Also of note is that this system lends itself to be put into a nose cone and can be moved between rockets. :)
 

lakeroadster

Lonewolf.... No Club
Joined
Mar 3, 2018
Messages
2,558
Reaction score
1,377
Location
Central Colorado
I will eventually, but I have to get Rocksim or similar first and learn it.
Suggestion: download Open Rocket. It's free and you'll be knocking out sim's the same day. Then if you're modifying kits, download K'Tesh's already built simulations here: K'Tesh's OpenRocket Files... Then modify the simulation as needed.

 
Last edited:

KenECoyote

Well-Known Member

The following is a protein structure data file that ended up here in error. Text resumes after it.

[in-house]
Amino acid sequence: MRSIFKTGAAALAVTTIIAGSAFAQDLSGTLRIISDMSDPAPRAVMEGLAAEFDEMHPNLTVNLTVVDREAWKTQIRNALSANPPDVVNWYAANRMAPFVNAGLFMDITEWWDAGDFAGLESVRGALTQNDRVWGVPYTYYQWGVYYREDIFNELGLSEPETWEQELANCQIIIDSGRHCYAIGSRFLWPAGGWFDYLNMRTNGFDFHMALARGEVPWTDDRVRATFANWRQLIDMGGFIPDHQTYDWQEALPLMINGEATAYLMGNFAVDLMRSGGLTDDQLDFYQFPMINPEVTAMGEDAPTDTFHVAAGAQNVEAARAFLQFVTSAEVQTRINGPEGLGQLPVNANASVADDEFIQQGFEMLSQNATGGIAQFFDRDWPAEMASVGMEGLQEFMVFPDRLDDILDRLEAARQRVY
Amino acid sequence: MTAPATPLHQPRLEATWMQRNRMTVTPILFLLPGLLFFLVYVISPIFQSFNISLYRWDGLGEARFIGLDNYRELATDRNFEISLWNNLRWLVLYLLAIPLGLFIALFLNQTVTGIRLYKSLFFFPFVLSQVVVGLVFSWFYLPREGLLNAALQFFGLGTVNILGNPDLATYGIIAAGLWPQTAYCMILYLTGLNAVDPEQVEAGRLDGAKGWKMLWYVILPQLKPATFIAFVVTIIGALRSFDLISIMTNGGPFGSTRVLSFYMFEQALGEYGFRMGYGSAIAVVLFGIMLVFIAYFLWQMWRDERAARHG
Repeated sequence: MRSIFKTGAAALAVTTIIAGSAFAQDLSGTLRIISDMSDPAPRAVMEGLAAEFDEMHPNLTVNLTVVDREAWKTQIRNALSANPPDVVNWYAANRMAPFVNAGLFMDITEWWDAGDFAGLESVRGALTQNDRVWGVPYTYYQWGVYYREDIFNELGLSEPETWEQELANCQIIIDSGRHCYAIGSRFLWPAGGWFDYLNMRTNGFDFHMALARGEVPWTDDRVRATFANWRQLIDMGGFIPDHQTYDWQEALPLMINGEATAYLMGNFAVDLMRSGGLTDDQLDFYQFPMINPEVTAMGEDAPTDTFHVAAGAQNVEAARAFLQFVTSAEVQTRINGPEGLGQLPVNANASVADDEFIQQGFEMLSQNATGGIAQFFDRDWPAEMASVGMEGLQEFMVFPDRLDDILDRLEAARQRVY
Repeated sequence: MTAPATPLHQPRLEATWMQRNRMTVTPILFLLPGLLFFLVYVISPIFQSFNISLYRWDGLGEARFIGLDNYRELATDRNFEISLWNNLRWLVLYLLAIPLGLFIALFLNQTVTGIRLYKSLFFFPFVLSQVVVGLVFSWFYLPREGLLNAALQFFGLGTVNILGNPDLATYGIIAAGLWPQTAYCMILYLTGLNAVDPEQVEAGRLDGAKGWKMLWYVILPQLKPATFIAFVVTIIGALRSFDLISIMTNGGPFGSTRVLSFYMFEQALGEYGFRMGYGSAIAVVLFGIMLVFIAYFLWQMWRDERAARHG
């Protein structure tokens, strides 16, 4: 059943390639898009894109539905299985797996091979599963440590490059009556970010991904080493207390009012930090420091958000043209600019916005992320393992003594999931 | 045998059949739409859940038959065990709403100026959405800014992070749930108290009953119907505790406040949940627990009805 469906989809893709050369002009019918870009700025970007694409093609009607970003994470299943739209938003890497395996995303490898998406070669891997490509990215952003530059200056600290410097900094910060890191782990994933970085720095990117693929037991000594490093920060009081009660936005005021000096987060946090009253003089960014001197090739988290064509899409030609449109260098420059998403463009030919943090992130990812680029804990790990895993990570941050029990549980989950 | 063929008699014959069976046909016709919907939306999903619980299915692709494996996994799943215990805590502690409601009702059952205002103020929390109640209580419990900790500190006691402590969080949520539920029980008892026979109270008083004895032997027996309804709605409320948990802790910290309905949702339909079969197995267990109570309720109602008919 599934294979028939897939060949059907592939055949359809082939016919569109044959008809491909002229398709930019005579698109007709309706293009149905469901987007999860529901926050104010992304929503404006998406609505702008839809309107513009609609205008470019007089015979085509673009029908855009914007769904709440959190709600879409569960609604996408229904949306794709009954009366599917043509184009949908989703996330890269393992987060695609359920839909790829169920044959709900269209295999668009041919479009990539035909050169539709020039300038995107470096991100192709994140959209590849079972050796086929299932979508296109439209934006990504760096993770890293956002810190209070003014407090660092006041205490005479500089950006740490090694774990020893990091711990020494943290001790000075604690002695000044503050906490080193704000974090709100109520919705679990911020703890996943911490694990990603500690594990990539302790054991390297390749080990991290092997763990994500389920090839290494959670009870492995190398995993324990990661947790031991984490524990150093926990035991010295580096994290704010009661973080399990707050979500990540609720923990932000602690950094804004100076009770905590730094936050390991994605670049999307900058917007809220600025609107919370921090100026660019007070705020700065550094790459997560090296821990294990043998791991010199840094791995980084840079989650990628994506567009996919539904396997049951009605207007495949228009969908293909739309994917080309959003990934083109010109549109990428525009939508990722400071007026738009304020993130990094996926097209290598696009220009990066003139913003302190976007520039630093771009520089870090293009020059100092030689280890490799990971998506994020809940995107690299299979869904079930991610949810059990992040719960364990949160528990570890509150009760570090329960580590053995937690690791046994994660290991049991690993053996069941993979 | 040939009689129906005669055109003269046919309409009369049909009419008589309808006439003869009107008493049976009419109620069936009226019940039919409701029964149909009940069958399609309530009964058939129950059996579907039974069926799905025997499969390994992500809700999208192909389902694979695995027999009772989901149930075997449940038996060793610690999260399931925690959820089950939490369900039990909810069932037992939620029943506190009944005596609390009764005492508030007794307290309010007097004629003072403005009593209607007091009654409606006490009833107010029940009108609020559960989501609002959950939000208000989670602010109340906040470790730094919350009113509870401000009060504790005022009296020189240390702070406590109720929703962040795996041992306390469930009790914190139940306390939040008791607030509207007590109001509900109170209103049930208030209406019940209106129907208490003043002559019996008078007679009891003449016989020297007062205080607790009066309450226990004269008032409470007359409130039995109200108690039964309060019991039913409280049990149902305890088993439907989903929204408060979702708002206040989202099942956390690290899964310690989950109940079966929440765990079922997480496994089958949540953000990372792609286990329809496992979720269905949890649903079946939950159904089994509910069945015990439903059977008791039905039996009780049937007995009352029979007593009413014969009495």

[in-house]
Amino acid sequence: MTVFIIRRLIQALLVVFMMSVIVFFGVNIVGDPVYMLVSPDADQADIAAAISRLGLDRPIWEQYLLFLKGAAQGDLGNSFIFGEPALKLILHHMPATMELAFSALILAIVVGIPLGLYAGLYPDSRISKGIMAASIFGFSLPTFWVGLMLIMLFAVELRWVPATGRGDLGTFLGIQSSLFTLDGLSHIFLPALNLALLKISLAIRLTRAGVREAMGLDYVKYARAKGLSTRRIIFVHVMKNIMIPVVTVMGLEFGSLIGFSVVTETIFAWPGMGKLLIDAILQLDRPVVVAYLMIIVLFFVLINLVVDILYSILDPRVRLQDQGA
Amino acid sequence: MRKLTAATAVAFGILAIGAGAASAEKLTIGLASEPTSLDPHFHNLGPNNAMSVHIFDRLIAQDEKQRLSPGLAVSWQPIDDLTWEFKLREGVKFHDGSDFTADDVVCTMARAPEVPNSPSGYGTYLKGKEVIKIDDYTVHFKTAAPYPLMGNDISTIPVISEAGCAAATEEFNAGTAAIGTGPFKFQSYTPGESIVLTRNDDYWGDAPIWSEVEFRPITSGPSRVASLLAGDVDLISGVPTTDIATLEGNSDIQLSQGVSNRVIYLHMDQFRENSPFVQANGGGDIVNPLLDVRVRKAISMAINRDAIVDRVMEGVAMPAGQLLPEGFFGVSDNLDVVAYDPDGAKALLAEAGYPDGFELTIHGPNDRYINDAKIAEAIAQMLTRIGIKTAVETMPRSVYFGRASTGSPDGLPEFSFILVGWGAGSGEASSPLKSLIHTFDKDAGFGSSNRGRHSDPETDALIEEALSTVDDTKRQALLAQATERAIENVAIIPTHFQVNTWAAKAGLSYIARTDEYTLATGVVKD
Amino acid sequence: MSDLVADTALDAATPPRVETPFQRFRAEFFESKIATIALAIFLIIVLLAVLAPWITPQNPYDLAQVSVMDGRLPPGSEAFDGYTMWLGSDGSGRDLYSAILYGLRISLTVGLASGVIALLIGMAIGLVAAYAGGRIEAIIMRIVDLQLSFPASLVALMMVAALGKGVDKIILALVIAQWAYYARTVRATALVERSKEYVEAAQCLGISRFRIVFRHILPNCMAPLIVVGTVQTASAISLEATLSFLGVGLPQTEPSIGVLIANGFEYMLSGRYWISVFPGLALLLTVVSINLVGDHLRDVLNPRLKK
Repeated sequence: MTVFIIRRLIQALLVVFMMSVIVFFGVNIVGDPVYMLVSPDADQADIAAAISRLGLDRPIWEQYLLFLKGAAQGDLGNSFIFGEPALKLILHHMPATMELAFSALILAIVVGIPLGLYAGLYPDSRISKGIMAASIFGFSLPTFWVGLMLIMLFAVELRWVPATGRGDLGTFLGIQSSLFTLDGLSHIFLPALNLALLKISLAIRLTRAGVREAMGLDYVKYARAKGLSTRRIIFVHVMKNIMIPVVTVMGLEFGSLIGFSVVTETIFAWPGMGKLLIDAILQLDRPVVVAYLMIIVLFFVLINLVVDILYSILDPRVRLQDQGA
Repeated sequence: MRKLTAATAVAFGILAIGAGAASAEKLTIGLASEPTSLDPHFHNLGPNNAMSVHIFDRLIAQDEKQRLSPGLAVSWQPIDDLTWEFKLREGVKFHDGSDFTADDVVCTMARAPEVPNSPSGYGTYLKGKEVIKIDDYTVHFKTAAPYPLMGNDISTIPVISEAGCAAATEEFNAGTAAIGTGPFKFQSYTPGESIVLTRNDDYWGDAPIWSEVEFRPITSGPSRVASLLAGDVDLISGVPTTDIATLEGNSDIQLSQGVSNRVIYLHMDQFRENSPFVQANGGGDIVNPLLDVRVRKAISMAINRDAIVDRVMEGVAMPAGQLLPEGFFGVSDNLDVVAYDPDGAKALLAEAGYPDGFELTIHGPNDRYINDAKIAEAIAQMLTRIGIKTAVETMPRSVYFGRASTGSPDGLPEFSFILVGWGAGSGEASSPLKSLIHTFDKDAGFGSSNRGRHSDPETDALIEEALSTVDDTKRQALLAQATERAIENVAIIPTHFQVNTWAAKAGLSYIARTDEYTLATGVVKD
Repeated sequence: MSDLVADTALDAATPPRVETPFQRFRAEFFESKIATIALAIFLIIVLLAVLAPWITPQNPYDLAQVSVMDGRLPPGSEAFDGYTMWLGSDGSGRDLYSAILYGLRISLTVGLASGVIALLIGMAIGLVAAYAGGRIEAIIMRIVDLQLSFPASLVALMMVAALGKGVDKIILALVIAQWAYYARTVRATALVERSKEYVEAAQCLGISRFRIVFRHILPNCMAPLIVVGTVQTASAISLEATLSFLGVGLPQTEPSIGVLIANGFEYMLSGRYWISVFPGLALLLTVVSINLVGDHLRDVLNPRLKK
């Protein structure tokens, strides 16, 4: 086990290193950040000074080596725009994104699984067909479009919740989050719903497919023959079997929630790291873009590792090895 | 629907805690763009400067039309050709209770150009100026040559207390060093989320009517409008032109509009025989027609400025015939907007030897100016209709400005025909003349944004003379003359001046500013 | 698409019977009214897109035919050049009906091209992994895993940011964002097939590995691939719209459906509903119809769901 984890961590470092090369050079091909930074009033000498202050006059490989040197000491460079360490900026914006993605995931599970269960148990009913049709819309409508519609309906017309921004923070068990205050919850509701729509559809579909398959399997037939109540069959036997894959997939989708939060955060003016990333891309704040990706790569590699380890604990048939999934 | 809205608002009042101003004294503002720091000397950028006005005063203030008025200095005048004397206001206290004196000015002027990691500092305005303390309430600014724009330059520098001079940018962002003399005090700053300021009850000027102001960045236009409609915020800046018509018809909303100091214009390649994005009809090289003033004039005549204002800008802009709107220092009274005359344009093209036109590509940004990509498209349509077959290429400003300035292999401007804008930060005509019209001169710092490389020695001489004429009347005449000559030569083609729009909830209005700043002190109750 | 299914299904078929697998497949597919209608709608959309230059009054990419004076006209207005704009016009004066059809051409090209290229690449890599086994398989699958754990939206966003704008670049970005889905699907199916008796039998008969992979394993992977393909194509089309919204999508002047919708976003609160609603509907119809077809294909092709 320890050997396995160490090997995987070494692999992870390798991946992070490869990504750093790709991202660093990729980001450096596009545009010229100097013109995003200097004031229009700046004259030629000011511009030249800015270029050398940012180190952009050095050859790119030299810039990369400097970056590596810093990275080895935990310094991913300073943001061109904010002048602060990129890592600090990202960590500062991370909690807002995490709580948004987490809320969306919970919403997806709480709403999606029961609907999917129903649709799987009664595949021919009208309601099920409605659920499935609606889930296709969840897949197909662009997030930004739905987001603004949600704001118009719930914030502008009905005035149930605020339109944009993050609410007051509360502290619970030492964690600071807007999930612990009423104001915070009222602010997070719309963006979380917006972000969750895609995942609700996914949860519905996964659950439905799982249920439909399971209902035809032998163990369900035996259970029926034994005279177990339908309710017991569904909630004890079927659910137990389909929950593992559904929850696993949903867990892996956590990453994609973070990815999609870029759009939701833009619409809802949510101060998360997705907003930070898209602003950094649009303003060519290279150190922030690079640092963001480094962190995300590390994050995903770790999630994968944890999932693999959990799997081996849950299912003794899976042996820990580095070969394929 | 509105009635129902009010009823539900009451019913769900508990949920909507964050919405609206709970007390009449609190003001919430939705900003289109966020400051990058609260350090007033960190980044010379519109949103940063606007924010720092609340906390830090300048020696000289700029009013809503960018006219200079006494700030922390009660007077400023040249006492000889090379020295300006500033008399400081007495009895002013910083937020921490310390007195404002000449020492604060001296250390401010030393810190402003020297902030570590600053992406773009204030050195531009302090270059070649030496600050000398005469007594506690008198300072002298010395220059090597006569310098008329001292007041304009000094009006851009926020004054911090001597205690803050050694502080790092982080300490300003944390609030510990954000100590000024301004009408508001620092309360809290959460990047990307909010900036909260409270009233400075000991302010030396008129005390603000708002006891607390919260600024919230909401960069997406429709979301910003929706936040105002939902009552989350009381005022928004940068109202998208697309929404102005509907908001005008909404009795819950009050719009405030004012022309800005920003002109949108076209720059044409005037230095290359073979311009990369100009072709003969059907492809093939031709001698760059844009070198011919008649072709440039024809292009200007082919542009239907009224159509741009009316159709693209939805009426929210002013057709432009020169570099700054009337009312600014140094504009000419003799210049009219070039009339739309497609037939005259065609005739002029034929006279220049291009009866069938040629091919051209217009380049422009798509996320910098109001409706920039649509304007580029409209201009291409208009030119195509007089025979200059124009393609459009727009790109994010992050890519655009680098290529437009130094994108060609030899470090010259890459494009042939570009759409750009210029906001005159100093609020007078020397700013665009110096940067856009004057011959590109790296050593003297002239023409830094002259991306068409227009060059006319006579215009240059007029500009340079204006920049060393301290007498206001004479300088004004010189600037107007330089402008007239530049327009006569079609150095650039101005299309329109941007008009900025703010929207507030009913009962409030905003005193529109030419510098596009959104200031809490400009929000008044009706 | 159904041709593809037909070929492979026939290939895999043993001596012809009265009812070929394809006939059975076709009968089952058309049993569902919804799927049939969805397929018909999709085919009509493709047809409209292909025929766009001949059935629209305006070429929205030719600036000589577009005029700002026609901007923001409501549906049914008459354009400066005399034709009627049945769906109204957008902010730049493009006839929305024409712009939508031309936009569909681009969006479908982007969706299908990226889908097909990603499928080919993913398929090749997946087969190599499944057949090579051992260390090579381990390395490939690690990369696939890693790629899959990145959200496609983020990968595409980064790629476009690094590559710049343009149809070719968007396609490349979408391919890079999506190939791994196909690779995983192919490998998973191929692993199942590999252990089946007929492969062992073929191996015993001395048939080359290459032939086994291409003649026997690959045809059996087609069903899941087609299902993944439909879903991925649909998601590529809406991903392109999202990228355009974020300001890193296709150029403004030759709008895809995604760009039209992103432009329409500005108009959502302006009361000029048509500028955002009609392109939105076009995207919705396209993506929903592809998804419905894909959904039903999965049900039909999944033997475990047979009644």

TRF Supporter
Joined
Mar 19, 2015
Messages
2,986
Reaction score
234
Suggestion: download Open Rocket. It's free and you'll be knocking out sim's the same day. Then if you're modifying kits, download K'Tesh's already built simulations here: K'Tesh's OpenRocket Files... Then modify the simulation as needed.

Thanks! I was actually thinking of doing just that to try it. However I was also weighing getting the Rocksim since I have some old custom files from when I last flew some big custom rockets. I'm also in the middle of looking for a new job, so that has to be the priority, but I'd still like to build some small test rockets because that's what I really enjoy and I can use some happy times during these crappy times. ;)

Regarding the OR/Rocksim, it would be useful for determining where the CP is so I can try to get marginal stability as a test bed for safe launches and to see if I can get smooth straight flights; however because of the pivoting frontal fins, it may not be able to help much more beyond that and may be a bit too conservative. We'll see.